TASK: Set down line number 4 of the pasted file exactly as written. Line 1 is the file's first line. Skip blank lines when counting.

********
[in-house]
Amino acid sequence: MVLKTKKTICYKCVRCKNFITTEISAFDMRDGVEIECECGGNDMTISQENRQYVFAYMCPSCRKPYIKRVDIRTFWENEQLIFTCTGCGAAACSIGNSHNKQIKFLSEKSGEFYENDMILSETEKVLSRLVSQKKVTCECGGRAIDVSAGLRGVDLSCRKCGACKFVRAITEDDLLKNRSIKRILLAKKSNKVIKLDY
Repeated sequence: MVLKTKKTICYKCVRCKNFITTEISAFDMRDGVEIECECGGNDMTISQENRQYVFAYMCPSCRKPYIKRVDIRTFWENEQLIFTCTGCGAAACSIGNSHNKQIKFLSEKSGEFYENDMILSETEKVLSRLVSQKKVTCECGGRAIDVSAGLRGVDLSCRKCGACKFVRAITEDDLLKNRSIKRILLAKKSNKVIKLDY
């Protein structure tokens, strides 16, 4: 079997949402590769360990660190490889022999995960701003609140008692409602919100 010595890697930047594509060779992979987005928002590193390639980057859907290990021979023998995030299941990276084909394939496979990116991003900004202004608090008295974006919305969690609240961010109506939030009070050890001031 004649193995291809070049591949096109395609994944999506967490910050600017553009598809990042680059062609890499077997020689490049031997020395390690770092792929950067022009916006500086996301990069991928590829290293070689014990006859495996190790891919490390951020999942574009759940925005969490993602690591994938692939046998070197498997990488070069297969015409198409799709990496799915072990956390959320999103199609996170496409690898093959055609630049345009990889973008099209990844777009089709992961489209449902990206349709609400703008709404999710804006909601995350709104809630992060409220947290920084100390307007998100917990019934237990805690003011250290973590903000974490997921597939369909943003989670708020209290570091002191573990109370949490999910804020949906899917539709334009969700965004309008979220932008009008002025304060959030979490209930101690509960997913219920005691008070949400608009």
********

């Protein structure tokens, strides 16, 4: 079997949402590769360990660190490889022999995960701003609140008692409602919100 010595890697930047594509060779992979987005928002590193390639980057859907290990021979023998995030299941990276084909394939496979990116991003900004202004608090008295974006919305969690609240961010109506939030009070050890001031 004649193995291809070049591949096109395609994944999506967490910050600017553009598809990042680059062609890499077997020689490049031997020395390690770092792929950067022009916006500086996301990069991928590829290293070689014990006859495996190790891919490390951020999942574009759940925005969490993602690591994938692939046998070197498997990488070069297969015409198409799709990496799915072990956390959320999103199609996170496409690898093959055609630049345009990889973008099209990844777009089709992961489209449902990206349709609400703008709404999710804006909601995350709104809630992060409220947290920084100390307007998100917990019934237990805690003011250290973590903000974490997921597939369909943003989670708020209290570091002191573990109370949490999910804020949906899917539709334009969700965004309008979220932008009008002025304060959030979490209930101690509960997913219920005691008070949400608009």